Woodpeckers are a unique type of bird. They belong to the family, Picidae, and they’re easily recognized by their habit of hammering into the sides of trees for insects and larvae. There are many species of woodpeckers that are dispersed throughout North America, but today we’re going to focus on the 7 species of woodpeckers in Maryland.
There are plenty of opportunities to spot these colorful and interesting woodpeckers in every U.S. state, including Maryland. Keep reading to learn about the best places and times to observe them.
Species of Woodpeckers in Maryland
The 7 species of woodpeckers found in Maryland are the Red-headed Woodpecker, Red-bellied Woodpecker, Northern Flicker, Downy Woodpecker, Pileated Woodpecker, Yellow-bellied Sapsucker, and the Hairy Woodpecker.
1. Red-Headed Woodpecker
Length: 7.5-9.1 in
Weight: 2.0-3.2 oz
Wingspan: 16.5 in
Though Red-headed Woodpeckers were once abundant throughout the eastern United States, their numbers have drastically declined and they’re no longer so common. However, they’re still found year-round in Maryland. These woodpeckers have vibrant, red heads, black patches on their shoulders and backs, and bright white underparts.
Their colorful plumage makes them easily identifiable, as well as the drumming noise they make when hammering trees for food.
Unlike other woodpeckers, Red-headed Woodpeckers also hunt for insects in the air and consume other foods like beech nuts and acorns. They’ll even store extra rations in tree cavities and holes to last them throughout the winter. They’re one out of only four other North American woodpeckers that share this behavior.
2. Red-Bellied WoodPecker
Length: 9.4 in
Weight: 2.0-3.2 oz
Wingspan: 13.0-16.5 in
Look for Red-bellied Woodpeckers in various woodlands and forests, including those of both young and old hardwood deciduous trees and pines. They’re found year-round in Maryland and their numbers may be slowly increasing.
This could be due to their adaptability in different environments and climates, in addition to their opportunistic, omnivorous diet. Like the Red-headed Woodpecker, Red-bellied Woodpeckers also store food to carry them through winter.
Despite their name, their coloration is actually quite pale for the most part — though the red on the caps of their heads definitely stands out. Their backs are boldly striped with black and white, and patches of white are visible near their wingtips during flight.
3. Northern Flicker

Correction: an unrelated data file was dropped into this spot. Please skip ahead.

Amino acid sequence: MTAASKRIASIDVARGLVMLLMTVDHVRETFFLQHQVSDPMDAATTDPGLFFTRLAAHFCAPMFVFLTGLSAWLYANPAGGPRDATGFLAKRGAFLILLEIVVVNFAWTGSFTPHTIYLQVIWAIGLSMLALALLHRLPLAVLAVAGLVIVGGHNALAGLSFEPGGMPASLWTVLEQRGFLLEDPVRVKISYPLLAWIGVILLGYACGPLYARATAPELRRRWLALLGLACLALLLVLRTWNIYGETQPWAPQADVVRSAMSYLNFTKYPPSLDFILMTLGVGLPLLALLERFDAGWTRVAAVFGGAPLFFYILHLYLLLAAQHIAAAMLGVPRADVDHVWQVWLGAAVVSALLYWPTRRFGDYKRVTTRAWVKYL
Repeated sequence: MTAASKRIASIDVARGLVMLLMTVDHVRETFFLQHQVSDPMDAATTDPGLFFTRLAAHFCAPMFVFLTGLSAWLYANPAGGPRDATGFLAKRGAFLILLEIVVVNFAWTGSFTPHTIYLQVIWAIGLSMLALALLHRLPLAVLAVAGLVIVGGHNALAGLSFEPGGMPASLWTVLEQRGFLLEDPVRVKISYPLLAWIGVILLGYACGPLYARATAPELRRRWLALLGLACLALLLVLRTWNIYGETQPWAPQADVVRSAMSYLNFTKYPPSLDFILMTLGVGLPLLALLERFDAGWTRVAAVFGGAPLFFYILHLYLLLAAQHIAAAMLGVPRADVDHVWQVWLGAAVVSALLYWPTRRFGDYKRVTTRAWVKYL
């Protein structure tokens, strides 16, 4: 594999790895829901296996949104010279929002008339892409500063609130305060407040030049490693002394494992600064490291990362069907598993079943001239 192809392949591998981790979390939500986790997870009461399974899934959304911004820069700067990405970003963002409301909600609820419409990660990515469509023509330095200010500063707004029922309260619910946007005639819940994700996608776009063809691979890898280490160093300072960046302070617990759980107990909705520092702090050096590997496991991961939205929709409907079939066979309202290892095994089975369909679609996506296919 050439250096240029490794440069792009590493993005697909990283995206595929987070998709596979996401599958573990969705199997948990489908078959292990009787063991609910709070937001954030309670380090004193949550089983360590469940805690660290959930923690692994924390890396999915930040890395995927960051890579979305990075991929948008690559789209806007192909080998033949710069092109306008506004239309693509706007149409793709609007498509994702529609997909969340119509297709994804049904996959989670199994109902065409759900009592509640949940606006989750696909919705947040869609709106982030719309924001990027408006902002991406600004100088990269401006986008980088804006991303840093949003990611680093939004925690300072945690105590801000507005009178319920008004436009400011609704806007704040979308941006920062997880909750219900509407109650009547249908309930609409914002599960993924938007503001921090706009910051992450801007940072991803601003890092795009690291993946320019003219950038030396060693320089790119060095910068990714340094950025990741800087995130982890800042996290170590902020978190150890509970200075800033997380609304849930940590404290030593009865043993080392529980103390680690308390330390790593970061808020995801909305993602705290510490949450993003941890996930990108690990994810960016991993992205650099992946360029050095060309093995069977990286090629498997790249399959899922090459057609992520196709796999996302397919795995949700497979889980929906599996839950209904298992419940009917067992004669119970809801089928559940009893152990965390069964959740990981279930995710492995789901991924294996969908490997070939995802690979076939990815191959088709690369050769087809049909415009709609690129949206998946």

Length: 11.0-12.2 in
Weight: 3.9-5.6 oz
Wingspan: 16.5-20.1 in
The coloration of Northern Flickers is much different than the usual black and whites found on other species such as Red-headed or Hairy Woodpeckers. They’re grayish brown overall with black dots, bars, and crescents patterning their chests and undersides. They’re really one of the more colorful birds found in North America.
In western parts of the country flickers will feature red feathers on their tail feathers, while flickers in Maryland and the rest of the east, have yellow.
While most woodpeckers are typically spotted perched in trees, tapping into the bark — Northern Flickers are often found sitting right on the ground, where they use their bill to dig for ants and beetles. However, like other woodpeckers they also eat tree insects in addition to nuts and berries.
They’re year-round woodpeckers in Maryland and occupy most woodlands, especially those that feature open fields and spaces. Listen for a ringing call to tell if one is nearby.
4. Downy Woodpecker
Length: 5.5-6.7 in
Weight: 0.7-1.0 oz
Wingspan: 9.8-11.8 in
Downy Woodpeckers are the smallest species of woodpeckers in Maryland as well as North America. They have the same silhouette as larger woodpeckers; blocky heads and straight posture when perched on the sides of trees — but with proportionately smaller, chisel-like bills.
Like many other woodpeckers, Downy woodpeckers feature mainly black and white coloration, with a tiny speck of bright red on the caps of their heads. They live in a variety of habitats including forests, woodlands, open spaces, and residential areas, and are pretty common and widespread throughout the region.
Their small size enables them to forage in tall weeds and grasses as well as trees. They consume a large amount of plant material, nuts, and berries, and are the most likely species of woodpecker to visit backyard feeders. Downy woodpeckers are found year-round in Maryland, so offering suet blocks, sunflower seeds, or peanuts is a great way to increase your chances of spotting them.